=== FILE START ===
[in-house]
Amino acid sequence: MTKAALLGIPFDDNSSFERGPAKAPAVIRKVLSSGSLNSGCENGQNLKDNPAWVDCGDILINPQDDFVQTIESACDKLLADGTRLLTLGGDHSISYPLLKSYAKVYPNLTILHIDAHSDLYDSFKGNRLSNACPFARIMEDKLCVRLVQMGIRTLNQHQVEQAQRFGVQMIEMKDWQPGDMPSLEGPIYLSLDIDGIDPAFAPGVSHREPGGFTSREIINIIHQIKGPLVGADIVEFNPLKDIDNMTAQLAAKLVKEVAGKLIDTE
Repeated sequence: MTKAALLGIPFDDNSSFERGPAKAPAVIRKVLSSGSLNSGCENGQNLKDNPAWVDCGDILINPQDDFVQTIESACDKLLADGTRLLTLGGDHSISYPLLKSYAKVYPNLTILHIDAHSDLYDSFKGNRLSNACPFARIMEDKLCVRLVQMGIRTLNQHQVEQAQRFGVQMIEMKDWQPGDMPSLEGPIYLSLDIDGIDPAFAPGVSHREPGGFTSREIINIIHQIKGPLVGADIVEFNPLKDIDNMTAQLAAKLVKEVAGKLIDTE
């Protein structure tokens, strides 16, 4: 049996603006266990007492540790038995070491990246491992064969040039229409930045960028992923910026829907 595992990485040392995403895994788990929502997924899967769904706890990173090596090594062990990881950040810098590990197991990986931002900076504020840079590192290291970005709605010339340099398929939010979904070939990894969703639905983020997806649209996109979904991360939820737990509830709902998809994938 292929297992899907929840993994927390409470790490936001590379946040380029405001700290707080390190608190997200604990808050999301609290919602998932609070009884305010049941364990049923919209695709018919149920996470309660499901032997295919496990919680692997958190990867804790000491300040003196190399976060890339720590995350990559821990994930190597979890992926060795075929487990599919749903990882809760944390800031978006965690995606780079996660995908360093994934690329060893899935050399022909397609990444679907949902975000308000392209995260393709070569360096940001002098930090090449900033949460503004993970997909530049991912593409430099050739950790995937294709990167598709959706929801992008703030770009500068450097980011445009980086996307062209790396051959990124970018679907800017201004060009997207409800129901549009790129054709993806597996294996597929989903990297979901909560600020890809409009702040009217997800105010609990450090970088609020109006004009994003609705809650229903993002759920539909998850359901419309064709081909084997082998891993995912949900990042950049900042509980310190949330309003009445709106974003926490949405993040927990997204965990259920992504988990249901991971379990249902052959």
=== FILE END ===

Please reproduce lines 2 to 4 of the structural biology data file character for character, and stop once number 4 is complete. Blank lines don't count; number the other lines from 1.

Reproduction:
Amino acid sequence: MTKAALLGIPFDDNSSFERGPAKAPAVIRKVLSSGSLNSGCENGQNLKDNPAWVDCGDILINPQDDFVQTIESACDKLLADGTRLLTLGGDHSISYPLLKSYAKVYPNLTILHIDAHSDLYDSFKGNRLSNACPFARIMEDKLCVRLVQMGIRTLNQHQVEQAQRFGVQMIEMKDWQPGDMPSLEGPIYLSLDIDGIDPAFAPGVSHREPGGFTSREIINIIHQIKGPLVGADIVEFNPLKDIDNMTAQLAAKLVKEVAGKLIDTE
Repeated sequence: MTKAALLGIPFDDNSSFERGPAKAPAVIRKVLSSGSLNSGCENGQNLKDNPAWVDCGDILINPQDDFVQTIESACDKLLADGTRLLTLGGDHSISYPLLKSYAKVYPNLTILHIDAHSDLYDSFKGNRLSNACPFARIMEDKLCVRLVQMGIRTLNQHQVEQAQRFGVQMIEMKDWQPGDMPSLEGPIYLSLDIDGIDPAFAPGVSHREPGGFTSREIINIIHQIKGPLVGADIVEFNPLKDIDNMTAQLAAKLVKEVAGKLIDTE
């Protein structure tokens, strides 16, 4: 049996603006266990007492540790038995070491990246491992064969040039229409930045960028992923910026829907 595992990485040392995403895994788990929502997924899967769904706890990173090596090594062990990881950040810098590990197991990986931002900076504020840079590192290291970005709605010339340099398929939010979904070939990894969703639905983020997806649209996109979904991360939820737990509830709902998809994938 292929297992899907929840993994927390409470790490936001590379946040380029405001700290707080390190608190997200604990808050999301609290919602998932609070009884305010049941364990049923919209695709018919149920996470309660499901032997295919496990919680692997958190990867804790000491300040003196190399976060890339720590995350990559821990994930190597979890992926060795075929487990599919749903990882809760944390800031978006965690995606780079996660995908360093994934690329060893899935050399022909397609990444679907949902975000308000392209995260393709070569360096940001002098930090090449900033949460503004993970997909530049991912593409430099050739950790995937294709990167598709959706929801992008703030770009500068450097980011445009980086996307062209790396051959990124970018679907800017201004060009997207409800129901549009790129054709993806597996294996597929989903990297979901909560600020890809409009702040009217997800105010609990450090970088609020109006004009994003609705809650229903993002759920539909998850359901419309064709081909084997082998891993995912949900990042950049900042509980310190949330309003009445709106974003926490949405993040927990997204965990259920992504988990249901991971379990249902052959």